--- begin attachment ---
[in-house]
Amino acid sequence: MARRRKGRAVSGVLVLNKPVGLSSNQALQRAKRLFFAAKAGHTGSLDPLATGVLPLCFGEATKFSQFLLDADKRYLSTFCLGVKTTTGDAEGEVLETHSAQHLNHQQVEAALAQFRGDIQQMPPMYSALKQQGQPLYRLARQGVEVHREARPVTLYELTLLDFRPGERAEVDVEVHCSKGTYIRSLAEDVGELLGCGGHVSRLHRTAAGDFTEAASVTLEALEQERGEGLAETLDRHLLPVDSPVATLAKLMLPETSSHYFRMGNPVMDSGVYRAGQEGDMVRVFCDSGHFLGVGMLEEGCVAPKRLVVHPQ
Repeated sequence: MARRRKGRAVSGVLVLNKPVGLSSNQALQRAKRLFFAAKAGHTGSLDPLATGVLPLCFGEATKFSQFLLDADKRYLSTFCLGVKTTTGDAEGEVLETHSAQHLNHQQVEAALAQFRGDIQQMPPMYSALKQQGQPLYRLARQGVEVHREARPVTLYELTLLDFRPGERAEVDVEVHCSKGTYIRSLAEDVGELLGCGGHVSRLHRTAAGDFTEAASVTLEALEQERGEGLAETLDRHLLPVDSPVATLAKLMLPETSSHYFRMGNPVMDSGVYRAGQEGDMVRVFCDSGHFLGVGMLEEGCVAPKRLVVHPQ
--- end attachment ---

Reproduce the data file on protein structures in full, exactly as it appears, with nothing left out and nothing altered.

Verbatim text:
[in-house]
Amino acid sequence: MARRRKGRAVSGVLVLNKPVGLSSNQALQRAKRLFFAAKAGHTGSLDPLATGVLPLCFGEATKFSQFLLDADKRYLSTFCLGVKTTTGDAEGEVLETHSAQHLNHQQVEAALAQFRGDIQQMPPMYSALKQQGQPLYRLARQGVEVHREARPVTLYELTLLDFRPGERAEVDVEVHCSKGTYIRSLAEDVGELLGCGGHVSRLHRTAAGDFTEAASVTLEALEQERGEGLAETLDRHLLPVDSPVATLAKLMLPETSSHYFRMGNPVMDSGVYRAGQEGDMVRVFCDSGHFLGVGMLEEGCVAPKRLVVHPQ
Repeated sequence: MARRRKGRAVSGVLVLNKPVGLSSNQALQRAKRLFFAAKAGHTGSLDPLATGVLPLCFGEATKFSQFLLDADKRYLSTFCLGVKTTTGDAEGEVLETHSAQHLNHQQVEAALAQFRGDIQQMPPMYSALKQQGQPLYRLARQGVEVHREARPVTLYELTLLDFRPGERAEVDVEVHCSKGTYIRSLAEDVGELLGCGGHVSRLHRTAAGDFTEAASVTLEALEQERGEGLAETLDRHLLPVDSPVATLAKLMLPETSSHYFRMGNPVMDSGVYRAGQEGDMVRVFCDSGHFLGVGMLEEGCVAPKRLVVHPQ